7 - First Aid for Animal Care Related Injuries


Rodent or Rabbit Bites and Scratches, Injuries from Dirty Animal Cages

Most rodent/rabbit bites and scratches will be to the hand, fingers, or forearm. Bite wounds may bleed profusely and can be acutely painful. Some personnel may experience allergic reactions (itching, inflammation, and/or swelling) to saliva or scratches. If these do not subside rapidly or become more intense after repeated exposure to animals, the procedure outlined in Section III.A of the Occupational Health Program for Personnel working with Animals should be followed.

Immediate First Aid
  1. Massage area around wound to encourage bleeding.
  2. Wash the area with a povidone iodine scrub for 3 to 5 minutes, rinsing periodically.
  3. Dry using sterile gauze pad.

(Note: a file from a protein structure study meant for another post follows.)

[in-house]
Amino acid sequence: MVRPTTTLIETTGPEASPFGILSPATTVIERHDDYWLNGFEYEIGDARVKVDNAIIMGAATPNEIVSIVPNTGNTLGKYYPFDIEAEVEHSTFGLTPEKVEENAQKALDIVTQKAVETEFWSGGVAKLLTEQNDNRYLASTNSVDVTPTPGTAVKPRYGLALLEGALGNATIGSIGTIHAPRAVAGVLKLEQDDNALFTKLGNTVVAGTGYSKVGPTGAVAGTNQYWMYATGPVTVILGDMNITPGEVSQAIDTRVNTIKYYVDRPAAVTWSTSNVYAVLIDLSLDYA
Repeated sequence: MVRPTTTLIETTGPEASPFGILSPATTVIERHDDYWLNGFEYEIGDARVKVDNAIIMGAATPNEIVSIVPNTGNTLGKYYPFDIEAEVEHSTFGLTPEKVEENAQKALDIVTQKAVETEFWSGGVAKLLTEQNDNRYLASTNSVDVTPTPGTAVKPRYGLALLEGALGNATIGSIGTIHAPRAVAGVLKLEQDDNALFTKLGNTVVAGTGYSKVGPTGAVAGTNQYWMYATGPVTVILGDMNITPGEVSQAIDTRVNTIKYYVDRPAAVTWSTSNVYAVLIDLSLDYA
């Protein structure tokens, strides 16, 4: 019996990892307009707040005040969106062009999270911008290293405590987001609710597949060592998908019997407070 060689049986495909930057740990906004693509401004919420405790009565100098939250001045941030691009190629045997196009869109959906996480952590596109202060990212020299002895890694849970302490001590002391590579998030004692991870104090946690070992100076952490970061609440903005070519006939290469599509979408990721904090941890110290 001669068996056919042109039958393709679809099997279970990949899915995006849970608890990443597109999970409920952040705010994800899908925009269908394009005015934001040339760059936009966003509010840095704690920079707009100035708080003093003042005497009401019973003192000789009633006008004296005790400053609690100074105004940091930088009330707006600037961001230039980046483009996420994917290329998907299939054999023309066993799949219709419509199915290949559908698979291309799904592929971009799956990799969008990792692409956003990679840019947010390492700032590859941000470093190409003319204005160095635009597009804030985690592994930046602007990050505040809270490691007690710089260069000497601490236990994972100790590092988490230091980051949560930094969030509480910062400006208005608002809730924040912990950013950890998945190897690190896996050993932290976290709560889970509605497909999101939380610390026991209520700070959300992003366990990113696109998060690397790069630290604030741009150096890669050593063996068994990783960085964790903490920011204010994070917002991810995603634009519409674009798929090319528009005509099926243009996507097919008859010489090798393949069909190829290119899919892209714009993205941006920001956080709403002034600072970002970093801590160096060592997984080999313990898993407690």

4. Apply first aid antibiotic cream and bandage.
  5. Report injury to at least one co-worker

Needle Stick Injuries

Needle stick injuries can range in severity from merely pricking a fingertip with a sterile needle to accidental puncture by a non-sterile needle or auto-injection with a controlled substance or infectious agent. Any needle stick injury should be reported to a superior as soon as possible. Decisions about after care will be based on the agent injected.

Immediate First Aid

Follow procedure outlined for rodent bites.